Extraneal (icodextrin peritoneal dialysis solution) was originally studied in controlled clinical trials of 493 patients with end-stage renal disease who received a single daily exchange of Extraneal (icodextrin peritoneal dialysis solution) for the long dwell (8-to 16- hours). There were 215 patients exposed for at least 6 months and 155 patients exposed for at least one year. The population was 18-83 years of age, 56% male and 44% female, 73% Caucasian, 18% Black, 4% Asian, 3% Hispanic, and it included patients with the following comorbid conditions: 27% diabetes, 49% hypertension and 23% hypertensive nephropathy.
Rash was the most frequently occurring Extraneal (icodextrin peritoneal dialysis solution) -related adverse event (5.5%, Extraneal (icodextrin peritoneal dialysis solution) ; 1.7% Control). Seven patients on Extraneal (icodextrin peritoneal dialysis solution) discontinued treatment due to rash, and one patient on Extraneal (icodextrin peritoneal dialysis solution) discontinued due to exfoliative dermatitis. The rash typically appeared within the first three weeks of treatment and resolved with treatment discontinuation or, in some patients, with continued treatment.
Female patients reported a higher incidence of skin events, including rash, in both Extraneal (icodextrin peritoneal dialysis solution) and dextrose control treatment groups.
Table 1 shows the adverse events reported in these clinical studies, regardless of causality, occurring in ≥ 5% of patients and more common on Extraneal (icodextrin peritoneal dialysis solution) than control.
Table 1 - Adverse Experiences in ≥ 5 % of Patients and More
Common on EXTRANEAL (icodextrin peritoneal dialysis solution)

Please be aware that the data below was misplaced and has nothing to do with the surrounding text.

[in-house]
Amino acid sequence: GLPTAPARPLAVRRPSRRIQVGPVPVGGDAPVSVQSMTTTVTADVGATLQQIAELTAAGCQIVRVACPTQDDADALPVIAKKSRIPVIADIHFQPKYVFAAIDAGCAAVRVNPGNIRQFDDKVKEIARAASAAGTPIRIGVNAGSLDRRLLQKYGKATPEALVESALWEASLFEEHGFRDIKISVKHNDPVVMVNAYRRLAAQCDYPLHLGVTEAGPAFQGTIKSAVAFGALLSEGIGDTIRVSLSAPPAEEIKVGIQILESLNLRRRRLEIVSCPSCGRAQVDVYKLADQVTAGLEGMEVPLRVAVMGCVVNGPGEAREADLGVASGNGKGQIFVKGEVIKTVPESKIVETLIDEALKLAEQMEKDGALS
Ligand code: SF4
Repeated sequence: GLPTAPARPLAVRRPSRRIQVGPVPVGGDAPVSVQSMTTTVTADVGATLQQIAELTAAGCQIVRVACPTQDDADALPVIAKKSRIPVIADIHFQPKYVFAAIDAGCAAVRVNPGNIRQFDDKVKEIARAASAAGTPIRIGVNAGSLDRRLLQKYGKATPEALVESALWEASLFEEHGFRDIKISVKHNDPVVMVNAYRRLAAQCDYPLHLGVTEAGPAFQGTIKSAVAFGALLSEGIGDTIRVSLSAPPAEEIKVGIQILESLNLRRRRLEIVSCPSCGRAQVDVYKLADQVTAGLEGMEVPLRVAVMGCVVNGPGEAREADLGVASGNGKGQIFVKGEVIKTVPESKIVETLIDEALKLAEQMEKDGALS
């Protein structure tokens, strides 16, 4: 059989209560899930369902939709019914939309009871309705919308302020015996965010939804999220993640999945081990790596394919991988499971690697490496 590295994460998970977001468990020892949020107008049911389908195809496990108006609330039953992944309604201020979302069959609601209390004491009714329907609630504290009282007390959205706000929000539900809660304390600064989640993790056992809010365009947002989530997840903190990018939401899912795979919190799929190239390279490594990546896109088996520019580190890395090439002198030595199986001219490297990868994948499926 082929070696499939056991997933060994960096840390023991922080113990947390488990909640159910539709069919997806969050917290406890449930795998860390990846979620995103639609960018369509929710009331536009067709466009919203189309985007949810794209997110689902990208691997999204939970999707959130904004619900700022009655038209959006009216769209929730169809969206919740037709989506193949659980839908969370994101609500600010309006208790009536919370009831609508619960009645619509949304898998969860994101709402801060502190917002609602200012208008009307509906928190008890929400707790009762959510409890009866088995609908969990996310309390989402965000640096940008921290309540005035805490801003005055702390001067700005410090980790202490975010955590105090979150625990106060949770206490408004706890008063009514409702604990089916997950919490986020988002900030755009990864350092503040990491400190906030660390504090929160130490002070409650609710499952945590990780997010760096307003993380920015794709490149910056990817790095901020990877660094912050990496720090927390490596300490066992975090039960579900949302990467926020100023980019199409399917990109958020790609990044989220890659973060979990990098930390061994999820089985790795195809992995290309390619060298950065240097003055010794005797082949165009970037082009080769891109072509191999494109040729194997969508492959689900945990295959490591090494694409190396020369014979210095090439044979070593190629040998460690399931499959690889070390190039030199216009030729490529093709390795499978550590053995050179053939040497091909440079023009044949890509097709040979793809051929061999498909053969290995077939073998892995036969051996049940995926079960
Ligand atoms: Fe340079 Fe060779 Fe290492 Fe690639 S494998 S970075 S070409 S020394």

|N = 493||N = 347|
|Upper respiratory infection||15%||13%|
Adverse reactions reported with an incidence of > 5% and at least as common on dextrose control included pain, asthenia, exit site infection, infection, back pain, hypotension, diarrhea, vomiting, nausea/vomiting, anemia, peripheral edema, hypokalemia, hyperphosphatemia, hypoproteinemia, hypervolemia, arthralgia, dizziness, dyspnea, skin disorder, pruritis.
Additional adverse events occurring at an incidence of < 5% and that may or may not have been related to Extraneal (icodextrin peritoneal dialysis solution) include: pain on infusion, abdominal enlargement, cloudy effluent, ultrafiltration decrease, postural hypotension, heart failure, hyponatremia, hypochloremia, hypercalcemia, hypoglycemia, alkaline phosphatase increase, SGPT increase, SGOT increase, cramping, confusion, lung edema, facial edema, exfoliative dermatitis, eczema, vesicobullous rash, maculopapular rash, erythema multiforme. All reported events are included in the list except those already listed in Table 1 or the following two paragraphs, those not plausibly associated with Extraneal (icodextrin peritoneal dialysis solution) , and those that were associated with the condition being treated or related to the dialysis procedure.
Extraneal (icodextrin peritoneal dialysis solution) was additionally studied in a subpopulation of 92 high average/high transporter APD patients in a two-week controlled clinical trial where patients received a single daily exchange of Extraneal (icodextrin peritoneal dialysis solution) (n=47) or dextrose control (n=45) for the long dwell (14 ±2 hours). Consistent with the data reported in the original trials of Extraneal (icodextrin peritoneal dialysis solution) , rash was the most frequently occurring event.